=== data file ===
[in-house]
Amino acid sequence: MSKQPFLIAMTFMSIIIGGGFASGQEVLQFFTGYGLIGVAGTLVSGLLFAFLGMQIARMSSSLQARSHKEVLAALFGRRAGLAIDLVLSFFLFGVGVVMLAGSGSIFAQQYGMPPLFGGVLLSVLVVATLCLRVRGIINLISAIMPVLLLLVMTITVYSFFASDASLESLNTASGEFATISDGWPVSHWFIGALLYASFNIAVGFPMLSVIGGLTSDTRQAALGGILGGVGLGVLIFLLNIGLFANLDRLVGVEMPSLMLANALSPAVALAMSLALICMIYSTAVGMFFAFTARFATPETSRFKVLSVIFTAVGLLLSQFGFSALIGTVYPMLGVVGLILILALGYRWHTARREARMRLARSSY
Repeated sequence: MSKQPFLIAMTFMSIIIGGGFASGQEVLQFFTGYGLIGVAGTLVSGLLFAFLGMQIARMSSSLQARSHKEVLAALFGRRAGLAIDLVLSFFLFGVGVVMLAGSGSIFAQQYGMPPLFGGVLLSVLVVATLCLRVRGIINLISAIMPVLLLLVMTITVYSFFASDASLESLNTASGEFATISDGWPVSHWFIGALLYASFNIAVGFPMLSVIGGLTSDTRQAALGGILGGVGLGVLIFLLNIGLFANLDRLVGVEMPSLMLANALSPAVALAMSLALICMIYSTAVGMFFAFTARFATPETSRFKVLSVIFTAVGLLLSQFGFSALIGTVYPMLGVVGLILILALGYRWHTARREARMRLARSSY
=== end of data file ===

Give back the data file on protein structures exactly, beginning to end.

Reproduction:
[in-house]
Amino acid sequence: MSKQPFLIAMTFMSIIIGGGFASGQEVLQFFTGYGLIGVAGTLVSGLLFAFLGMQIARMSSSLQARSHKEVLAALFGRRAGLAIDLVLSFFLFGVGVVMLAGSGSIFAQQYGMPPLFGGVLLSVLVVATLCLRVRGIINLISAIMPVLLLLVMTITVYSFFASDASLESLNTASGEFATISDGWPVSHWFIGALLYASFNIAVGFPMLSVIGGLTSDTRQAALGGILGGVGLGVLIFLLNIGLFANLDRLVGVEMPSLMLANALSPAVALAMSLALICMIYSTAVGMFFAFTARFATPETSRFKVLSVIFTAVGLLLSQFGFSALIGTVYPMLGVVGLILILALGYRWHTARREARMRLARSSY
Repeated sequence: MSKQPFLIAMTFMSIIIGGGFASGQEVLQFFTGYGLIGVAGTLVSGLLFAFLGMQIARMSSSLQARSHKEVLAALFGRRAGLAIDLVLSFFLFGVGVVMLAGSGSIFAQQYGMPPLFGGVLLSVLVVATLCLRVRGIINLISAIMPVLLLLVMTITVYSFFASDASLESLNTASGEFATISDGWPVSHWFIGALLYASFNIAVGFPMLSVIGGLTSDTRQAALGGILGGVGLGVLIFLLNIGLFANLDRLVGVEMPSLMLANALSPAVALAMSLALICMIYSTAVGMFFAFTARFATPETSRFKVLSVIFTAVGLLLSQFGFSALIGTVYPMLGVVGLILILALGYRWHTARREARMRLARSSY